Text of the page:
In addition to creative accounting and short-term memory, Wall Street also has a penchant for revising historical data to make today's valuations look cheap or to justify why valuations should be higher now. This maneuver, however, is also typically a variation of the "this time is different" argument and it reminds us of Winston Churchill's quote "these are the opinions upon which I base my facts."
For instance, Siegel, and others, suggest "massaging" (that sounds much more harmless than "changing") historical P/E readings to adjust for interest rates. This makes it much easier for them to argue that today's valuations are indeed cheap given the prevailing rock-bottom interest rates. However, interest rates in the 1930's-40's were generally as low as they are now yet they did not support high P/E levels back then. Nor did they support high equity returns as that was the last time the stock market went two decades without any price appreciation. Sound familiar? Maybe that's why the analysts do not recommend comparing P/E levels from before 1960.
There may be well-reasoned arguments for making adjustments to P/E calculations; however, "this time is different" and "the data doesn't agree with my agenda" do not qualify. Perhaps one reasonable justification for making an adjustment is in order to smooth out large, short-term distortions in the data due to transitory shocks (by the way, does anyone else think that economists have taken to using the word 'transitory' to mean "not proceeding as planned" instead of "temporary"?). For example, the spike in the P/E ratio up to 124 in 2009 due to the temporary evaporation of earnings during the financial crisis would qualify as a short-term distortion.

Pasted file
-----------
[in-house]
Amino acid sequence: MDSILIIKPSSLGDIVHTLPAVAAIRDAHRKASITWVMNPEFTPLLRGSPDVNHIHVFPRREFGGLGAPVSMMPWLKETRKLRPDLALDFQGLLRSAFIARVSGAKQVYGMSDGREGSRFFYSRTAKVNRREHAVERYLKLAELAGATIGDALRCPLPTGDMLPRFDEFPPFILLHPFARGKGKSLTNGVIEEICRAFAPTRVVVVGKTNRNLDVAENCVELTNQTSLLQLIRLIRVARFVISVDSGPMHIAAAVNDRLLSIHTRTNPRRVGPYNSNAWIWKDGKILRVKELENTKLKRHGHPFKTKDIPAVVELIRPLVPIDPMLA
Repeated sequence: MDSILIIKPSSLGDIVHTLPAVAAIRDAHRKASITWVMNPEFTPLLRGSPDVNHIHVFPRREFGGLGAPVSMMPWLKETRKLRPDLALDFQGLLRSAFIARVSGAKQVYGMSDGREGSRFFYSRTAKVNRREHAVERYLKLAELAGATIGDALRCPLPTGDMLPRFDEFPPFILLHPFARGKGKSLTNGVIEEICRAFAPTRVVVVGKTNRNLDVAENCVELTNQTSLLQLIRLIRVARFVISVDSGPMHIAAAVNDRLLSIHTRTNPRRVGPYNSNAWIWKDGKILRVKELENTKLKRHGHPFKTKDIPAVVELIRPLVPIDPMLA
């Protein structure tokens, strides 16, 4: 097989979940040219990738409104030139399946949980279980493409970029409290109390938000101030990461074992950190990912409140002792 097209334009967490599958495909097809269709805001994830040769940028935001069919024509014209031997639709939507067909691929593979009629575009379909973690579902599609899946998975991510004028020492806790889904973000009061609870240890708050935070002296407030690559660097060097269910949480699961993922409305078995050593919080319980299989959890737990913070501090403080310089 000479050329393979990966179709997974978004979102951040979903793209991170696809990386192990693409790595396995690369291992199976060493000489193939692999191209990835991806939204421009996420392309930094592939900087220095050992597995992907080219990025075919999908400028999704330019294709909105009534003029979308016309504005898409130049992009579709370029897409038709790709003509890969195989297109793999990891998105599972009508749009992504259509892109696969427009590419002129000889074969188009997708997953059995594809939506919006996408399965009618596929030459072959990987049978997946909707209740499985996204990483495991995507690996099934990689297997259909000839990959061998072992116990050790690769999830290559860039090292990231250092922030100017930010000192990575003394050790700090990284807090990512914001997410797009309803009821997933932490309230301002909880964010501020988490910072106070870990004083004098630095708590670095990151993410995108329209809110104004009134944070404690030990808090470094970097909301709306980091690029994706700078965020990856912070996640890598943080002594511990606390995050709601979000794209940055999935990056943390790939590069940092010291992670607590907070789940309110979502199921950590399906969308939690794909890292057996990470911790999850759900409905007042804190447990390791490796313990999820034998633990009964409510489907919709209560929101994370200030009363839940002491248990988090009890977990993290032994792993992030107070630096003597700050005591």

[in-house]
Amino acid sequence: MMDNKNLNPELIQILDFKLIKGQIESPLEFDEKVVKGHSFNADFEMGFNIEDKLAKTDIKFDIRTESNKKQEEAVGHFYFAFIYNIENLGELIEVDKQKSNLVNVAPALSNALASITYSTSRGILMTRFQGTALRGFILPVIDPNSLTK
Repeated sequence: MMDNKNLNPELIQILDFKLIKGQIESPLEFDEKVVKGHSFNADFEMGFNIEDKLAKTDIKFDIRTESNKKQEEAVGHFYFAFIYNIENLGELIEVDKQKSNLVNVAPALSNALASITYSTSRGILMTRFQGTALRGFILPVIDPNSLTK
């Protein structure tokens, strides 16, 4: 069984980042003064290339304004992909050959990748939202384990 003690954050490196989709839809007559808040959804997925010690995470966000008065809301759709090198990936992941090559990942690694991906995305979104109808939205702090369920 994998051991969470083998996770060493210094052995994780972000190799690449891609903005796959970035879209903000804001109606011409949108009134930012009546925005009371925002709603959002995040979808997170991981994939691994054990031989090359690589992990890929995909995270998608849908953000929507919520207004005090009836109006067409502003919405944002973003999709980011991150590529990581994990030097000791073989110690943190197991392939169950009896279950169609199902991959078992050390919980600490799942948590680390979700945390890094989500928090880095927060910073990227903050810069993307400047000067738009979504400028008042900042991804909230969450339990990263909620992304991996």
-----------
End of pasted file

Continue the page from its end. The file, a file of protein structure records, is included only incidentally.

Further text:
One technique is to use a cycle-adjusted P/E ratio which takes an average of past earnings in order to smooth out temporary distortions. The most popular example of this method is Yale Professor Robert Shiller's Cycle-Adjusted Price/Earnings ratio, or C.A.P.E. However, according to its calculations, current valuations appear more expensive today. Therefore, the low-valuation crowd is not too fond of using C.A.P.E. and has taken to attacking its methodology.
We prefer to just keep it simple for the sake of this study and use the pure, unaltered price/earnings ratio. It allows for apple-to-apples historical comparisons and also removes all biases, intended or otherwise, that might enter into the data through adjustments. It leaves one to judge valuations strictly on the objective, statistical evidence instead of potentially arbitrary or subjective input that may be included merely to justify a desired conclusion.
Allowing such biases into the data can lend itself not only to inaccuracy but, even worse, to poor investment decisions. Perhaps the fact that modern P/E's have been persistently high is indicative of larger, yet-unresolved issues. Could all of the Fed-induced easy money be propping up prices and lengthening or delaying the healing process that accompanies a secular decline? And perhaps all of the accounting gimmicks that have become commonplace have given the investment community a false sense of security in accepting higher P/E's when economic prospects are actually bleaker than they appear.
What Are Truly "Low" Valuations...or, When do Valuations Actually Matter?